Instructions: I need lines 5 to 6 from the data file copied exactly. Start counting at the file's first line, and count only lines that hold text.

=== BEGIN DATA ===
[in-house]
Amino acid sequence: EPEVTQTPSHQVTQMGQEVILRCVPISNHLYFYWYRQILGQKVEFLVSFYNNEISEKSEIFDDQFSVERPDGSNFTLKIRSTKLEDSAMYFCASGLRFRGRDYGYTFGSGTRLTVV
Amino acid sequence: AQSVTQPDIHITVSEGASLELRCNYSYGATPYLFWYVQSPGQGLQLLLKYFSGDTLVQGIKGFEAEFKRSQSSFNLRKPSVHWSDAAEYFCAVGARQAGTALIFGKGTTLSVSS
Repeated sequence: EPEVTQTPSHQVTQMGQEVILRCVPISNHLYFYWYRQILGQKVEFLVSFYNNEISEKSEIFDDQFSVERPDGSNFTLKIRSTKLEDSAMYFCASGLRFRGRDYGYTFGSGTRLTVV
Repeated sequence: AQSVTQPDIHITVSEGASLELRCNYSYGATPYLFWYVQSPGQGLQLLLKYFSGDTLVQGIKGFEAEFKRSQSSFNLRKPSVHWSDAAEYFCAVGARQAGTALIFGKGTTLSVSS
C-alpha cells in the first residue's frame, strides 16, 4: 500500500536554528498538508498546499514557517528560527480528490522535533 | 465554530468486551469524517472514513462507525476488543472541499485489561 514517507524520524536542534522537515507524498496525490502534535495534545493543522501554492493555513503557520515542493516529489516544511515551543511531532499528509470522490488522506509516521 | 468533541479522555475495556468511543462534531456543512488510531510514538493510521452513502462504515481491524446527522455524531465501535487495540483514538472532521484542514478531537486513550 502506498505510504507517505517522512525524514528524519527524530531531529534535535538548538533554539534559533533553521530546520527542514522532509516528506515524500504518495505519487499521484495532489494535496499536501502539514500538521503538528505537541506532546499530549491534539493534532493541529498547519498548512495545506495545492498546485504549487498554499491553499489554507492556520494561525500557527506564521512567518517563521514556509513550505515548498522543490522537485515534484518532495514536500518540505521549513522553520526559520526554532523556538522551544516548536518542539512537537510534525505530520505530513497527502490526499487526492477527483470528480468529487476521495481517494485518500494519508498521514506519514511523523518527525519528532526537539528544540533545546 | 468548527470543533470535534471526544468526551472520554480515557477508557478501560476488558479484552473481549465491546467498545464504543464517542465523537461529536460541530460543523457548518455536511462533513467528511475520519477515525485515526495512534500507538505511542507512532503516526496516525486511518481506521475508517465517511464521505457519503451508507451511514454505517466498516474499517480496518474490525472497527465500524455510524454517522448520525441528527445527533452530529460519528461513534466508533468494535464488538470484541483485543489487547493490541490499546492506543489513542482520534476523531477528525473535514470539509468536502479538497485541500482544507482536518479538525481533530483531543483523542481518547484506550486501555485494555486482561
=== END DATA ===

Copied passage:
Repeated sequence: AQSVTQPDIHITVSEGASLELRCNYSYGATPYLFWYVQSPGQGLQLLLKYFSGDTLVQGIKGFEAEFKRSQSSFNLRKPSVHWSDAAEYFCAVGARQAGTALIFGKGTTLSVSS
C-alpha cells in the first residue's frame, strides 16, 4: 500500500536554528498538508498546499514557517528560527480528490522535533 | 465554530468486551469524517472514513462507525476488543472541499485489561 514517507524520524536542534522537515507524498496525490502534535495534545493543522501554492493555513503557520515542493516529489516544511515551543511531532499528509470522490488522506509516521 | 468533541479522555475495556468511543462534531456543512488510531510514538493510521452513502462504515481491524446527522455524531465501535487495540483514538472532521484542514478531537486513550 502506498505510504507517505517522512525524514528524519527524530531531529534535535538548538533554539534559533533553521530546520527542514522532509516528506515524500504518495505519487499521484495532489494535496499536501502539514500538521503538528505537541506532546499530549491534539493534532493541529498547519498548512495545506495545492498546485504549487498554499491553499489554507492556520494561525500557527506564521512567518517563521514556509513550505515548498522543490522537485515534484518532495514536500518540505521549513522553520526559520526554532523556538522551544516548536518542539512537537510534525505530520505530513497527502490526499487526492477527483470528480468529487476521495481517494485518500494519508498521514506519514511523523518527525519528532526537539528544540533545546 | 468548527470543533470535534471526544468526551472520554480515557477508557478501560476488558479484552473481549465491546467498545464504543464517542465523537461529536460541530460543523457548518455536511462533513467528511475520519477515525485515526495512534500507538505511542507512532503516526496516525486511518481506521475508517465517511464521505457519503451508507451511514454505517466498516474499517480496518474490525472497527465500524455510524454517522448520525441528527445527533452530529460519528461513534466508533468494535464488538470484541483485543489487547493490541490499546492506543489513542482520534476523531477528525473535514470539509468536502479538497485541500482544507482536518479538525481533530483531543483523542481518547484506550486501555485494555486482561